This first table shows every player since 1901 to have compiled in their careers at least 2,000 hits, 175 home runs, and 350 stolen bases. This shows that the players had not just longevity, but power, speed, and contact abilities as well.

Player OPS+ H SB HR From To PA Pos
Barry Bonds 182 2935 514 762 1986 2007 12606 *78/D9
Joe Morgan 132 2517 689 268 1963 1984 11329 *4/7D58
Bobby Abreu 129 2434 398 286 1996 2012 9908 *9D7/8
Rickey Henderson 127 3055 1406 297 1979 2003 13346 *78D/9
Cesar Cedeno 123 2087 550 199 1970 1986 8133 *8397/5
Paul Molitor 122 3319 504 234 1978 1998 12167 D543/6879
Roberto Alomar 116 2724 474 210 1988 2004 10400 *4/D6
Barry Larkin 116 2340 379 198 1986 2004 9057 *6/4D
Craig Biggio 112 3060 414 291 1988 2007 12504 *4287/D9
Willie Davis 106 2561 398 182 1960 1979 9822 *8/97D
Johnny Damon 104 2769 408 235 1995 2012 10917 *87D9/3
Jimmy Rollins 97 2000 398 187 2000 2012 8129 *6/4D
Marquis Grissom 92 2251 429 227 1989 2005 8959 *8/79D
Provided by View Play Index Tool Used
Generated 9/6/2012.

Shortstop is the second-most important position on the diamond after catcher, making Rollins’ achievement all the more impressive. Historically, teams have opted for defense over offense, leading to the prominence of players like Ozzie Smith and Omar Vizquel. The only other shortstop on the list is Barry Larkin, a Hall of Famer. In fact, even ignoring position, that table is chock full of Hall of Famers including Larkin, Paul Molitor, Roberto Alomar, Rickey Henderson, and Joe Morgan. Soon-to-be Hall of Famers Barry Bonds and Craig Biggio shouldn’t be forgotten, either.

The following table lists the number of unique seasons with at least 30 doubles and stolen bases, as well as at least 10 triples and home runs. Since 1901, only nine players have had multiple seasons matching that criteria, and only Juan Samuel has done it as frequently as Rollins.

Yrs From To Age
Jimmy Rollins 4 2002 2007 23-28 Ind. Seasons
Juan Samuel 4 1984 1987 23-26 Ind. Seasons
Jose Reyes 3 2006 2008 23-25 Ind. Seasons
Lou Brock 3 1964 1969 25-30 Ind. Seasons
Carl Crawford 2 2005 2010 23-28 Ind. Seasons
Johnny Damon 2 2000 2002 26-28 Ind. Seasons
Kiki Cuyler 2 1925 1930 26-31 Ind. Seasons
George Sisler 2 1920 1921 27-28 Ind. Seasons
Home Run Baker 2 1911 1912 25-26 Ind. Seasons
Provided by View Play Index Tool Used
Generated 9/6/2012.

Among those listed on the table, Baker, Brock, Cuyler, and Sisler are Hall of Famers. Rollins is also in the company of some very productive contemporaries including Reyes, a fellow shortstop.

Rollins’ MVP season in 2007 was impressive in and of itself (even if his worthiness of the award was very debatable), becoming one of four players with a “quadruple-double” — at least 20 each of doubles, triples, home runs, and stolen bases.

Player Year 2B 3B HR SB Age Tm Lg PA OPS Pos
Curtis Granderson 2007 38 23 23 26 26 DET AL 676 .913 *8/7
Jimmy Rollins 2007 38 20 30 41 28 PHI NL 778 .875 *6
Willie Mays 1957 26 20 35 38 26 NYG NL 669 1.033 *8
Frank Schulte 1911 30 21 21 23 28 CHC NL 687 .918 *9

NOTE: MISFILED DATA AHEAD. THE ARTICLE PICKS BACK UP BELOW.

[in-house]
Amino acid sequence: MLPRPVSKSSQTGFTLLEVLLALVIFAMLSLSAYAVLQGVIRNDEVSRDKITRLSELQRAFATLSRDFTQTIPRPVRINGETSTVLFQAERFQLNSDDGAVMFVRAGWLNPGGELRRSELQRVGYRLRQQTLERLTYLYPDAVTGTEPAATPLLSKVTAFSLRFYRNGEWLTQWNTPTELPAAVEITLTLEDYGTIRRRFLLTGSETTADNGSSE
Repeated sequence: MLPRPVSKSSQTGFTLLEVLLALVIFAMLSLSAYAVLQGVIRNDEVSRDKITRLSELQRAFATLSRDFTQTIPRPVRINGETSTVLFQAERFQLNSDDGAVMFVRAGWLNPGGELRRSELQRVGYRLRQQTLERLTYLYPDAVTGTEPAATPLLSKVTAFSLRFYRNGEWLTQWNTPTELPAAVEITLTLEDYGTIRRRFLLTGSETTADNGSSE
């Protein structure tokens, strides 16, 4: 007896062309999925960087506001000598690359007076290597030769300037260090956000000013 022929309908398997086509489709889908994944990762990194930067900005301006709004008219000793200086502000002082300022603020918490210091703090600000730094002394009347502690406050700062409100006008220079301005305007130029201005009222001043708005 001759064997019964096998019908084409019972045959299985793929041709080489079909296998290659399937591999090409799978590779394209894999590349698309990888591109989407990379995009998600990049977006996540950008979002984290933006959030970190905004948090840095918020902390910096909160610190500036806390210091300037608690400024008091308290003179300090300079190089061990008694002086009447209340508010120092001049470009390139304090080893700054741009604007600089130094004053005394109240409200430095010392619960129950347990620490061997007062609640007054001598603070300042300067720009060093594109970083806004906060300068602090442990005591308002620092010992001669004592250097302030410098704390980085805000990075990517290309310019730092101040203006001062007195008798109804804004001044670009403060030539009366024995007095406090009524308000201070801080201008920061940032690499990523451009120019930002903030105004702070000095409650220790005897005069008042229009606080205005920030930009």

Provided by View Play Index Tool Used
Generated 9/6/2012.

At the risk of sounding like a broken record, Rollins did this as a shortstop. And not just any shortstop, but among the best defensive shortstops in baseball for more than a decade. He is one of 12 shortstops (min. 8,000 PA and having played 90% of his games at SS) with at least 40 fielding runs over his career.

Player Rfield PA From To Tm
Ozzie Smith 239 10778 1978 1996 SDP-STL
Luis Aparicio 147 11230 1956 1973 CHW-BAL-BOS
Omar Vizquel 130 11988 1989 2012 SEA-CLE-SFG-TEX-CHW-TOR
Pee Wee Reese 117 9470 1940 1958 BRO-LAD
Roger Peckinpaugh 100 8387 1910 1927 CLE-TOT-NYY-WSH-CHW
Dave Bancroft 93 8248 1915 1930 PHI-TOT-BSN-BRO-NYG
Alan Trammell 75 9376 1977 1996 DET
Bert Campaneris 61 9625 1964 1983 KCA-OAK-TEX-TOT-CAL-NYY
Royce Clayton 55 8164 1991 2007 SFG-STL-TOT-TEX-CHW-MIL-COL-ARI
Jimmy Rollins 48 8129 2000 2012 PHI
Dick Groat 48 8179 1952 1967 PIT-STL-PHI-TOT
Luke Appling 41 10254 1930 1950 CHW
Provided by View Play Index Tool Used
Generated 9/6/2012.

Because defensive stats are more unreliable than offensive stats, I checked FanGraphs and it agrees that Rollins has been among the best defensively dating back to 2001. UZR puts Rollins at 52.8, second-best in baseball behind J.J. Hardy at 64.1. On a basis of 150 defensive games, Rollins (5.2) ranks sixth behind Hardy (10.9), Andrus (7.2), Alexei Ramirez (6.9), Alex Gonzalez (5.8), and Troy Tulowitzki (5.3).

Rollins will need several more very productive seasons before he can be legitimately considered for the Hall of Fame (and even then, he would still be on the outside), but make no mistake: he has had an incredibly productive career and ranks among the best Phillies of all-time.

Player WAR From To Age PA
Mike Schmidt 103.0 1972 1989 22-39 10062
Richie Ashburn 54.6 1948 1959 21-32 8223
Chase Utley 51.8 2003 2012 24-33 5025
Sherry Magee 45.7 1904 1914 19-29 6314
Bobby Abreu 45.3 1998 2006 24-32 5885
Jimmy Rollins 38.7 2000 2012 21-33 8129
Johnny Callison 37.2 1960 1969 21-30 5930
Provided by View Play Index Tool Used
Generated 9/6/2012.